Thirteen of the United States have cities named Cambridge.
(ScStr: t. 868; l. 200'; b. 32'; dr. 13'6"; s. 10 k.; cpl. 96; a. 2 8" r.)
The first Cambridge, an armed steamer, was built in 1860 by Paul Curtis, Medford, Mass.; purchased at Boston 30 July 1861; and commissioned 29 August 1861, Commander W. A. Parker in command.
Assigned to the North Atlantic Blockading Squadron from 9 September 1861 to 5 October 1864, and to the South Atlantic Blockading Squadron from 9 February 1865 until the close of the war, Cambridge helped tighten the stranglehold on the Confederacy as she cruised off the coasts of Virginia and North and South Carolina. Determined vigilance and alert action won her 11 prizes, some of them taken under the guns of Confederate shore batteries. In a brief 5 days, she and two other ships in company took four blockade runners, and chased a fifth ashore. In one of her most daring exploits, Cambridge's guns drove a schooner ashore near Masonboro Inlet, N.C., on 17 November 1862. Boat parties rowed through boiling surf, which swamped one of the boats, to burn the schooner, only to be made prisoner themselves by a party of armed men who sprang out of the brush.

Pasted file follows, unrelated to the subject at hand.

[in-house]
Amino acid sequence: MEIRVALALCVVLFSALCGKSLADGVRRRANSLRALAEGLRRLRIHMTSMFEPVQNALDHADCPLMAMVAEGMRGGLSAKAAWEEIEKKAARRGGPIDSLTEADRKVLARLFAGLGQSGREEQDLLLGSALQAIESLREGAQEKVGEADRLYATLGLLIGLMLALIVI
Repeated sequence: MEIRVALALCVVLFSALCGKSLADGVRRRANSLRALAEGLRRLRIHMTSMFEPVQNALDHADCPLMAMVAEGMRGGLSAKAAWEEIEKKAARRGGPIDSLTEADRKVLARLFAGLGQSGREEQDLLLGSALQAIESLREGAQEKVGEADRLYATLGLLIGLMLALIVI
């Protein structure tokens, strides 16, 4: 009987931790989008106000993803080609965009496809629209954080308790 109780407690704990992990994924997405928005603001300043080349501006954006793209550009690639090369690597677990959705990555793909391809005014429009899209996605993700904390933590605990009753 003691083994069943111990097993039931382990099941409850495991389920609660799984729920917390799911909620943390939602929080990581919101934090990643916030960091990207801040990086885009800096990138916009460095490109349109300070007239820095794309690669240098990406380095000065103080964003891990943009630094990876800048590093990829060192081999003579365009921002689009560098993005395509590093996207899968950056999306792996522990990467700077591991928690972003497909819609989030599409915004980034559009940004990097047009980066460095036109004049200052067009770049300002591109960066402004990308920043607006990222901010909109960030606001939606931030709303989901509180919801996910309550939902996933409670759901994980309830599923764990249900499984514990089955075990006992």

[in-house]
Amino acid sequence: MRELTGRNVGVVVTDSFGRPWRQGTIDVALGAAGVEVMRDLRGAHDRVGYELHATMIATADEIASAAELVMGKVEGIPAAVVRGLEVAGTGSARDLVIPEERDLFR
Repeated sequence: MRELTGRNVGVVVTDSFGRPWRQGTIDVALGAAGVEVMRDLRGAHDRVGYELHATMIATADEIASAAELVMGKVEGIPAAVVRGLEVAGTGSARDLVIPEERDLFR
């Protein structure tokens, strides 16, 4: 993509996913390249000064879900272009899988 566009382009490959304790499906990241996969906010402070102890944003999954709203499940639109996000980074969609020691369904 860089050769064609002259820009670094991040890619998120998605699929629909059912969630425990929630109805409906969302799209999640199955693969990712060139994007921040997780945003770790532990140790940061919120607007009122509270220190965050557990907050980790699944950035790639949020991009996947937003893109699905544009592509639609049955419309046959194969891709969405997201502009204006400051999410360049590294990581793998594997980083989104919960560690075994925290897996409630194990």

Cambridge was decommissioned at Philadelphia, and sold there 20 June 1865.
Cambridge, a screw sloop, was renamed Congress (q.v.) on 10 August 1869 prior to her commissioning.